Native to South America, it first established around Mobile, Alabama in 1947 and has since spread throughout the Southeast, where it is found from Florida and North Carolina west through Texas and Oklahoma. Recently, it has also been reported from southern Illinois (2013) and California (2011).
Figure 1. Microtheca ochroloma. First-, second- and fourth-instar larvae, pupa, and adult. Photo: Michael Skvarla, Penn State
Models based on cold hardiness of the eggs, which are the stage most resistant to freezing temperatures, predict the beetle can colonize southeastern Pennsylvania (Figure 2). In October 2017, a grower in Montgomery County contacted Penn State extension due to an unknown beetle causing substantial defoliation to a crop of napa cabbage. The beetle was identified as YMLB and is the first known occurrence of the pest in the state.
Figure 2. Predicted cold-tolerance limits of yellowmargined leaf beetles in the northeastern United States with inset showing the predicted limits across the continental U.S. Predictions are based on the eggs, which are the most cold-hardy stage. At 32°F (0°C), 50% of the eggs died after 13 days and 90% died after 38 days. Figure modified from larger map (upper left) by Manrique et al. (2012); used with permission.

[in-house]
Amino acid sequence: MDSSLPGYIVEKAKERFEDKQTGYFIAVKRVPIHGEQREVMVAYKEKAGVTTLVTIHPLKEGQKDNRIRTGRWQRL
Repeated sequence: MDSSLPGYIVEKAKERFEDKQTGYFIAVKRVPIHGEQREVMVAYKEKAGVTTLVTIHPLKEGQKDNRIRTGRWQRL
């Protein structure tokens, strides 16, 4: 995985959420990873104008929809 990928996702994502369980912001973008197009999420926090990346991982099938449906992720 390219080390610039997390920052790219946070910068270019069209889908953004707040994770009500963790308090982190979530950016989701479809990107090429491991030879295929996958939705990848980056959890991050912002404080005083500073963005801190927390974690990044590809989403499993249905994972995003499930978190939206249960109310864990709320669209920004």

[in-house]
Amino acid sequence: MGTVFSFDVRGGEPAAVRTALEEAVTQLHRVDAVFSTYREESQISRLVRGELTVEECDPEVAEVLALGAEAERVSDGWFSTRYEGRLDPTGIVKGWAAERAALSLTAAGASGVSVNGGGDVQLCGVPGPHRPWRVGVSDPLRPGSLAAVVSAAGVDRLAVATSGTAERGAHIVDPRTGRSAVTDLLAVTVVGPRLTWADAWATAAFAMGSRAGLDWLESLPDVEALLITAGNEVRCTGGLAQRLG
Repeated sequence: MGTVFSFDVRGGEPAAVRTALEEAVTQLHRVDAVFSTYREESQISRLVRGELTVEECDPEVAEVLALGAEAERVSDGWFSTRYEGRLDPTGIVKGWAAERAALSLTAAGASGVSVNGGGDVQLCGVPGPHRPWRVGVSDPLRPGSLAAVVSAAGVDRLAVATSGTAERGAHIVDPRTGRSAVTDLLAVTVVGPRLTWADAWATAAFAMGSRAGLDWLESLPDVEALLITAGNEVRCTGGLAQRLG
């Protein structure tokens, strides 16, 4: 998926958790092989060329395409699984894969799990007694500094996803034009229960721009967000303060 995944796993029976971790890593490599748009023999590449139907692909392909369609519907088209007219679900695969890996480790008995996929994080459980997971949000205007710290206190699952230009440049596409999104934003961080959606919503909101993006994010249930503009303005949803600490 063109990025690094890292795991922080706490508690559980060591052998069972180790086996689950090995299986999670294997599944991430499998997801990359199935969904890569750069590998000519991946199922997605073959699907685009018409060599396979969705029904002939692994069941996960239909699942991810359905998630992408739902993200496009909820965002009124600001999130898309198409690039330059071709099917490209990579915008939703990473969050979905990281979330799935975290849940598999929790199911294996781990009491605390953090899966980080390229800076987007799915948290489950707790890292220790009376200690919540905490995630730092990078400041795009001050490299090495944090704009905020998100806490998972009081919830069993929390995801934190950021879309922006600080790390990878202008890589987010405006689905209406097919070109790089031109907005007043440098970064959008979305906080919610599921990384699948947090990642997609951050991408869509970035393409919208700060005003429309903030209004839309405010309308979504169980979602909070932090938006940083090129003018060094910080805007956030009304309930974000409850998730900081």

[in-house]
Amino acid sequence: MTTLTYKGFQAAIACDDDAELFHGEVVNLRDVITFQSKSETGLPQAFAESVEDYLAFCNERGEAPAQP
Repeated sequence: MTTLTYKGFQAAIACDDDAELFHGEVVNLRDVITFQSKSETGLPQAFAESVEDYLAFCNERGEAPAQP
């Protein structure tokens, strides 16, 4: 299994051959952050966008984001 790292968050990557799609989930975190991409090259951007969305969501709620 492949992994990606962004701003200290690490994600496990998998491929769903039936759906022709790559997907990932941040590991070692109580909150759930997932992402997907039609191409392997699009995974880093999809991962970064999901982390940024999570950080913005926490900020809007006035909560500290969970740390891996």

Adult YMLB are 0.2 in (5 mm) in length and resemble other leaf beetles, such as striped cucumber beetles, in shape, but with colors and patterns that make they fairly easy to distinguish. . They are black to dark brown with a conspicuous yellow to brown or red border along the edge of the elytra (hardened wings). Adult beetles can live up to 105 days and can mate and lay eggs multiple times.
The elongate, bright orange eggs (Figure 3) are laid in clusters of 15–60 on the undersides of leaves or on dry plant material or the soil surface. The egg clusters resemble those of lady beetles, except that lady beetle eggs are laid upright in tightly packed clusters while YMLB are loosely packed, irregular clusters. Female YMLB can lay up to 1400 eggs, although usually average 400–500; additionally, the number of eggs laid is significantly affected by the host plant (e.g., more on preferred hosts like turnip, fewer on less preferred hosts like cabbage) and adult longevity.
Figure 3. Yellowmargined leaf beetle eggs. Photo: Michael Skvarla, Penn State
Larvae are yellowish to nearly black, with conspicuous hair-bearing plates. They progress through four instars and development typically lasts between 7 days (at 85°C) to 23 days (at 60°C). Young larvae aggregate to feed while older larvae disperse and become solitary.